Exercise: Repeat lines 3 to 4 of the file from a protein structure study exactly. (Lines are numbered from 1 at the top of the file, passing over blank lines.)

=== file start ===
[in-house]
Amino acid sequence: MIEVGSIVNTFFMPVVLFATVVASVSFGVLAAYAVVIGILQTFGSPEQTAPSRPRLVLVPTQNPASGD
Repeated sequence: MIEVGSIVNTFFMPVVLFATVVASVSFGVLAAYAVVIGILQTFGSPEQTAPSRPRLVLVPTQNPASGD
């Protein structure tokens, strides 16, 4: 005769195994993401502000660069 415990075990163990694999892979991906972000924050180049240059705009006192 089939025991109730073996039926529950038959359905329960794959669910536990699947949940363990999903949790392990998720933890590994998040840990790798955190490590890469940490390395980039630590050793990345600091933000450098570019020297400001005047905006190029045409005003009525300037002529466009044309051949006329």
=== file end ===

Repeated sequence: MIEVGSIVNTFFMPVVLFATVVASVSFGVLAAYAVVIGILQTFGSPEQTAPSRPRLVLVPTQNPASGD
């Protein structure tokens, strides 16, 4: 005769195994993401502000660069 415990075990163990694999892979991906972000924050180049240059705009006192 089939025991109730073996039926529950038959359905329960794959669910536990699947949940363990999903949790392990998720933890590994998040840990790798955190490590890469940490390395980039630590050793990345600091933000450098570019020297400001005047905006190029045409005003009525300037002529466009044309051949006329």